Pin-up photography is always fun. The great thing about pin-up, is it still is a great art that is making a comeback, and to me will always be style! To see more of our Pinup Gallery!
There are many types of model portfolios, but all have one thing in common. You need some great images in your portfolio and zed card to get work as a model. It is also best to get signed with a modeling agency as soon as you can. For example, The Agency. And remember, your book is vital to your modeling career. Your Phoenix portfolio photographer will get some looks together and with the creative director that will get potential clients to take a second look.
Your Book and zed card needs to have a variety of shots and one great head shot. It needs to show that you are versatile, that you can pull off more than one look. You need to show a range of expression and versatility. During our photo shoot consultation we can review ideas and see how you see yourself. Then, we can create a basis for your modeling portfolio.
The term “boudoir” may also be ascribed to a genre of photography. Boudoir photography is not generally a new concept and numerous examples including ones of Kathleen Meyers, Clara Bow, Mae West and Jean Harlow photographed in a boudoir style.
Typically shot in a photographer’s studio or luxury hotel suites, it has become fashionable to create a set of sensual or sexually suggestive images of women (and occasionally men and couples) in “boudoir style”. The most common manifestation of contemporary boudoir photography is to take variations of candid and posed photographs of the subject partly clothed or in lingerie. Nudity is more often implied than explicit. Commercially the genre is often (though not exclusively) derived from a market for brides to surprise their future husbands by gifting the images on or before their wedding day. Other motivations or inspiration for boudoir photography shoots include anniversaries, birthdays, Valentine’s Day, weight loss regimes, maternity, other form of body change or alteration (such as breast augmentation or reduction) and for servicemen and women overseas.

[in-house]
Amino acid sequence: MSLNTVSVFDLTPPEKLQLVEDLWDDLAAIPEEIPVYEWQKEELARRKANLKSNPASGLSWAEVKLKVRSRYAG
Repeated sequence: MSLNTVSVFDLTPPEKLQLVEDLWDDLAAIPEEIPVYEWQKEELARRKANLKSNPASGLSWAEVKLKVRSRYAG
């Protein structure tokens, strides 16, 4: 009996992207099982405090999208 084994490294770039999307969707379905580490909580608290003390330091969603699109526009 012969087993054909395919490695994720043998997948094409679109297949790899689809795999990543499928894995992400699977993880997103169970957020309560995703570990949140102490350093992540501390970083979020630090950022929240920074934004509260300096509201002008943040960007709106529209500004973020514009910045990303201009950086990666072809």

Boudoir photography may, in some cases, be distinguished from other photography genres such as glamour photography, fine art nude photography and erotic photography. According to research carried out in Digital Boudoir Photography (2006), John G. Blair said that the word “Boudoir” or “Boudoir portrait”, was used in 1980 by Motherlode Photography Studio in California to describe a picture more elegant than “erotic portrait” or “semi nude portrait”.
“Boudoir is about art.” It’s not about getting undressed, but rather “you’re getting ready to show your best self.” Although many boudoir clients give these photos as gifts to their partners, “you don’t do a boudoir shoot for someone, you do it for you,” adds Marlow. The person posing has taken a bold action that’s “made them look and feel amazing.” Tell that to the people who may unwittingly find the photos in the future.
Behind the scenes really lets you see what goes into making models and actresses look stunning. Someone is directing, doing makeup and hair! Oh if we all had that on a first date. The same goes into our photo shoots.